Young George Washington

A George Washington we are not used to seeing – 19 year old likeness reconstructed from historical and scientific evidence by Mount Vernon

My perfect portrait

Françoise GilotWhen I started DaydreamTourist, Picasso’s portrait of Françoise Gilot was a convenient logo.  I even joked in the About section that this is what I look like if he had painted me.  But that got me thinking.  Of all artists past and present, who would I want to create my portrait?

I should say I have always loved portraiture.  The end result is a blend of both how the sitter (or their family) wanted the individual to be represented, what society valued at the time, maybe some of what the artist thinks of the subject and, if you’re lucky, a realistic likeness of someone who once existed.

Domenico Ghirlandaio “Portrait of Giovanna Tornabuoni” is a lesson in wealth and virtue as an elegantly put together woman sits amid her possessions.  Her rigidity reflects her status which is emphasized by the inscription, O art, if thou were able to depict the conduct and soul, no lovelier painting would exist on earth.

Domenico Ghirlandaio - Portrait of Giovanna Tornabuoni

Domenico Ghirlandaio “Portrait of Giovanna Tornabuoni” 1489-1490, Museo Thyssen-Bornemisza, Madrid

There is something to be said for sentimentality and tenderness.  For example, Norman Rockwell’s Richard Nixon seems friendly, familiar and just a tad endearing.

Normal Rockwell - Richard Nixon

Norman Rockwell “Richard Nixon”, 1968, National Portrait Gallery, Smithsonian Institution, Washington, DC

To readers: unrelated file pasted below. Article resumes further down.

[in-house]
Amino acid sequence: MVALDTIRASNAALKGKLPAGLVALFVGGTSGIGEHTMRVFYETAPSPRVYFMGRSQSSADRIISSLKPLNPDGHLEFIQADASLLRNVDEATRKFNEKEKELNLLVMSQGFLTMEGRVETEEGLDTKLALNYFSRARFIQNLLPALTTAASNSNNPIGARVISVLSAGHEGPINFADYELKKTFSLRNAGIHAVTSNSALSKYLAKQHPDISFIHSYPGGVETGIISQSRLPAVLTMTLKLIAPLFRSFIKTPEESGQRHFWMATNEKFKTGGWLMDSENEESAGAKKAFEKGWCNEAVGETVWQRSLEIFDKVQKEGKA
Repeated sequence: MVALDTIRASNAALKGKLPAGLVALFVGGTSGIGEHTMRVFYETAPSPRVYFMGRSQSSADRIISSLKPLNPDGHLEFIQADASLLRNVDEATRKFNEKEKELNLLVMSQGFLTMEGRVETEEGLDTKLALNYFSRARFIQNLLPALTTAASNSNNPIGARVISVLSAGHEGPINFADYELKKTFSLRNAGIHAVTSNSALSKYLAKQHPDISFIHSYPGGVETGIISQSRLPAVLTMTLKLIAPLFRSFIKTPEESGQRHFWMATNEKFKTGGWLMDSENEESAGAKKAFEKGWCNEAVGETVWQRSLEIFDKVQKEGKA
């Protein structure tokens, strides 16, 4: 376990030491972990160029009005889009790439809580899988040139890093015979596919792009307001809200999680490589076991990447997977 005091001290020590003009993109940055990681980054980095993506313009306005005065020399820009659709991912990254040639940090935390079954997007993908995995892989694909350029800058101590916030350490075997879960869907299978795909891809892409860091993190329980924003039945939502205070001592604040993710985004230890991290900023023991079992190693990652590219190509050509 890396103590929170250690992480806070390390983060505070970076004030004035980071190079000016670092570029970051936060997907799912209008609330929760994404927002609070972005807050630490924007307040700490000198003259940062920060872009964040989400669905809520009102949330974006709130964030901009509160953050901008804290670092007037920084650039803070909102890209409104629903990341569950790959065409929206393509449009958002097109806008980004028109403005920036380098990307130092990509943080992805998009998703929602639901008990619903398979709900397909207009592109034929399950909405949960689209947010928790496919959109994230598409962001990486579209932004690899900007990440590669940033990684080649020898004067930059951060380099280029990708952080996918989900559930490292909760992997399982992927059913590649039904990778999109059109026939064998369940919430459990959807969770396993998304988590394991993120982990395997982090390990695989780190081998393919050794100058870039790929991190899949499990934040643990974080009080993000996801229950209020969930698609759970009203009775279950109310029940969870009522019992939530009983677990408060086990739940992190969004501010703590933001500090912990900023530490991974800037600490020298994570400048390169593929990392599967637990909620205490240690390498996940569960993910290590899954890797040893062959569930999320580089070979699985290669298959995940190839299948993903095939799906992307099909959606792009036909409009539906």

Many of my favorite masters of realism worked during the Northern Renaissance and produced luminous life-like figures.

Portrait of a Man in a red turban by Jan van Eyck

Jan van Eyck, “The Portrait of a Man” (or “Portrait of a Man in a Turban”)  1433, National Gallery, London

Without a doubt though, I would want my portrait done by John Singer Sargent.  I have heard it said that Sargent liked painting women and it shows in his work.  Looking at his pieces, you start to understand the personality of his subject through quirks in their poses, faces or the portrait’s composition.  I have also admired the fluidity and range of his brushwork moving from well executed facial features to impressionistic clothing and abstracted backgrounds.

John Singer Sargent "Lady Agnew of Lochnaw"

John Singer Sargent “Lady Agnew of Lochnaw”, 1892-93 National Gallery of Scotland, Edinburgh

John Singer Sargent "Mr. and Mrs. I. N. Phelps Stokes"

John Singer Sargent “Mr. and Mrs. I. N. Phelps Stokes” 1897, Metropolitan Museum of Art, New York City

John Singer Sargent, "Miss Elsie Palmer"

John Singer Sargent, “Miss Elsie Palmer”, 1889-90, Colorado Springs Fine Arts Center

John Singer Sargent - Mrs. Edward Darley Boit

John Singer Sargent, “Mrs. Edward Darley Boit” 1887, Museum of Fine Arts, Boston

John Singer Sargent “Miss Helen Dunham”, private collection

john singer sargent  - beatrice townsend

John Singer Sargent, “Beatrice Townsend” 1882, National Gallery of Art, Washington, DC

I suppose I should also point out that his portraits of men were really amazing too.

John Singer Sargent - Robert Louis Stevenson

John Singer Sargent, “Robert Louis Stevenson” 1887  The Taft Museum, Cincinnati

John Singer Sargent - Arthur James Balfor

John Singer Sargent, “Arthur James Balfor” 1908, National Portrait Gallery, London

John Singer Sargent - Frederick Law Olmsted

John Singer Sargent “Frederick Law Olmsted”, 1895, Biltmore House, Asheville, North Carolina

Thanks to the John Singer Sargent Virtual Gallery for images and inspiration.